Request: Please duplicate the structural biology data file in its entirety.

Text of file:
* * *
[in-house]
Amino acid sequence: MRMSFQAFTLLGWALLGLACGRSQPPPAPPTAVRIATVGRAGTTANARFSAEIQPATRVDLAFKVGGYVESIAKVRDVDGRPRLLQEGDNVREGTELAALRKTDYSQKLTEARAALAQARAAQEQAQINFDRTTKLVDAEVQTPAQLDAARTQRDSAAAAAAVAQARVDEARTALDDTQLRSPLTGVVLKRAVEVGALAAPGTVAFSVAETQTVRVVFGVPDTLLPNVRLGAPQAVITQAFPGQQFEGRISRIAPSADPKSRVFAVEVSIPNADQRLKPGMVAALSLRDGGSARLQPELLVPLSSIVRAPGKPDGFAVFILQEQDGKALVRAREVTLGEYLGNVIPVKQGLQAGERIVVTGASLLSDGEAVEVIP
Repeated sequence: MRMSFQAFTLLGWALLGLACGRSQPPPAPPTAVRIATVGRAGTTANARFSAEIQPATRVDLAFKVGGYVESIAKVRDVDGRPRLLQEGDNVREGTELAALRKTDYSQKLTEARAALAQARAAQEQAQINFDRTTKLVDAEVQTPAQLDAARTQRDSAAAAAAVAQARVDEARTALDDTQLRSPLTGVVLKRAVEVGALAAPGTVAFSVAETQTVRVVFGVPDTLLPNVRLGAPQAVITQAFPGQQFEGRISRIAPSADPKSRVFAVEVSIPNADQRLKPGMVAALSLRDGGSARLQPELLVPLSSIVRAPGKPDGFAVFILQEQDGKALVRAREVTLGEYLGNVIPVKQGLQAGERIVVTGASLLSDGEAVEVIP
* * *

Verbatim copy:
[in-house]
Amino acid sequence: MRMSFQAFTLLGWALLGLACGRSQPPPAPPTAVRIATVGRAGTTANARFSAEIQPATRVDLAFKVGGYVESIAKVRDVDGRPRLLQEGDNVREGTELAALRKTDYSQKLTEARAALAQARAAQEQAQINFDRTTKLVDAEVQTPAQLDAARTQRDSAAAAAAVAQARVDEARTALDDTQLRSPLTGVVLKRAVEVGALAAPGTVAFSVAETQTVRVVFGVPDTLLPNVRLGAPQAVITQAFPGQQFEGRISRIAPSADPKSRVFAVEVSIPNADQRLKPGMVAALSLRDGGSARLQPELLVPLSSIVRAPGKPDGFAVFILQEQDGKALVRAREVTLGEYLGNVIPVKQGLQAGERIVVTGASLLSDGEAVEVIP
Repeated sequence: MRMSFQAFTLLGWALLGLACGRSQPPPAPPTAVRIATVGRAGTTANARFSAEIQPATRVDLAFKVGGYVESIAKVRDVDGRPRLLQEGDNVREGTELAALRKTDYSQKLTEARAALAQARAAQEQAQINFDRTTKLVDAEVQTPAQLDAARTQRDSAAAAAAVAQARVDEARTALDDTQLRSPLTGVVLKRAVEVGALAAPGTVAFSVAETQTVRVVFGVPDTLLPNVRLGAPQAVITQAFPGQQFEGRISRIAPSADPKSRVFAVEVSIPNADQRLKPGMVAALSLRDGGSARLQPELLVPLSSIVRAPGKPDGFAVFILQEQDGKALVRAREVTLGEYLGNVIPVKQGLQAGERIVVTGASLLSDGEAVEVIP